a53169Victorian & Interstate Airways was, at this time, playing the same kind of role that was played in the U.S. by Grand Central Aircraft Manufacturing Co.  These were civilian maintenance operations contracted to the military to maintain, overhaul and upgrade service aircraft.  After the war, both companies went into the business of de-militarizing the same aircraft and selling them into new civilian lives.  Grand Central were responsible for the 1953 overhaul of the DC-3 belonging to Historic Flight Foundation, on which I cut my teeth as a historical researcher.

IMG_0144 cropped

IMG_0145 cropped high contrastIn their post-war role, V.I.A. touched nearly every Australian Tiger Moth there ever was, so nobody was surprised that I found one of their data plates on the tail of my aircraft.  What was surprising, however, was the date.  September 27, 1943.  Although nothing else on the data plates can be tied to a specific aircraft, that date alone is very convincing evidence that we are indeed looking at the right airplane.  A17-370 was fully overhauled and completely re-covered and returned to service on October 28, 1943.

TIGER_MOTH_A17-370_Page_2-cropFresh from the overhaul, A17-370 went back to 1 E.F.T.S. and resumed the job of training young men to fly and fight.  Then, disaster!  On February 28, 1944, another Tiger Moth (A17-695) taxied into her nose-first.  There was damage to her nose, prop, cowlings and interplane struts.  Typically after damage of that kind the aircraft would be sent off to a depot or contractor (like V.I.A.) to be rebuilt.  According to the records however, she was ordered to be repaired by the line mechanics of 1 E.F.T.S.  Presumably short on spare parts and time, they seem to have done their best to bash her panels back into shape, simply welding shut the huge gashes or adding patches where too much material was missing.  This again points to evidence on the aircraft itself, which still bears the scars of that 1944 collision.

Tough as a trooper, A17-370 kept flying and training until finally retired to storage on April 2, 1945.  After the war the RAAF sold off their surplus of aircraft, and most were bought up by the Associated Aero Clubs of Australia.  This was a joint venture of pooled resources by clubs all across the country to secure as many aircraft as possible.  Most of these aircraft were converted for civilian use and put to work in civilian flight schools, but not A17-370.  It went back into storage, the surplus of the surplus.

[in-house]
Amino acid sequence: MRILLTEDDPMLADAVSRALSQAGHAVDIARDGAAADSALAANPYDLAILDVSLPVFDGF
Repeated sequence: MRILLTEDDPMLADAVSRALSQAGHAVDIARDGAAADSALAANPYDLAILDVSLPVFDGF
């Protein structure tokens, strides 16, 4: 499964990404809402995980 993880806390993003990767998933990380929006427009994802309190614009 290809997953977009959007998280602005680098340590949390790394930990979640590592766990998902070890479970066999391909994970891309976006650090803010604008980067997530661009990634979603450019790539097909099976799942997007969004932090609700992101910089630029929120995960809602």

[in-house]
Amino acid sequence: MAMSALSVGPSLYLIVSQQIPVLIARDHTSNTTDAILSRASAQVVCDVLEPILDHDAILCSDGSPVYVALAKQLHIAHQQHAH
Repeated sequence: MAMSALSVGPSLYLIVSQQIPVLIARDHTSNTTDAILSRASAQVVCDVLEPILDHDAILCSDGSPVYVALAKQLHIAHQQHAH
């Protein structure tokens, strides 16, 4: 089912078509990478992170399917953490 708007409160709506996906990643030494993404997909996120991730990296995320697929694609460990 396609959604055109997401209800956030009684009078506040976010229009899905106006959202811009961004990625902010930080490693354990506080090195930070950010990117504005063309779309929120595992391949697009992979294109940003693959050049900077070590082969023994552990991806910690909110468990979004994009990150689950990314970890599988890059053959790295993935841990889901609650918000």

VT-DOXThe next blip on the radar by A17-370 came in June of 1949.  She was issued a civilian registration in India as VT-CUO and exported there by ship.  She flew for the government of India for 5 years performing various odd jobs, and then was sold to the Air Technical Training Institute on November 11, 1955.  They were a flight and technical school based out of what was then known as Dum Dum Airport.  They kept flying her until 1973 with no records of any crashes or other incidents.  A VERY lucky little Tiger Moth.

Capture 1Dum Dum was one of the key terminus airports for the U.S. Army Air Corps flying ‘the Hump’ during WWII and had many large abandoned hangars from that time.  Today it is called Netaji Subhash Chandra Bose International Airport.  The Air Technical Training Institute is still there, and it was in the back corner of one of those WWII hangars that her Canadian benefactor located A17-370 in the late 1990s.  This began several years of negotiations and bargaining before he could finally buy her and bring her to Canada.  His hope was to restore the aircraft himself, with the help of an A&P mechanic, but sometimes life throws curve balls and it never ended up happening.

So now, 75 years old, A17-370 has another chance to return to the skies.  It will be an honor to continue this story and share the history that this aircraft can tell.

(You may have noticed that none of these historical images are of A17-370.  I’m still looking!  If you have any leads on images, please let me know!)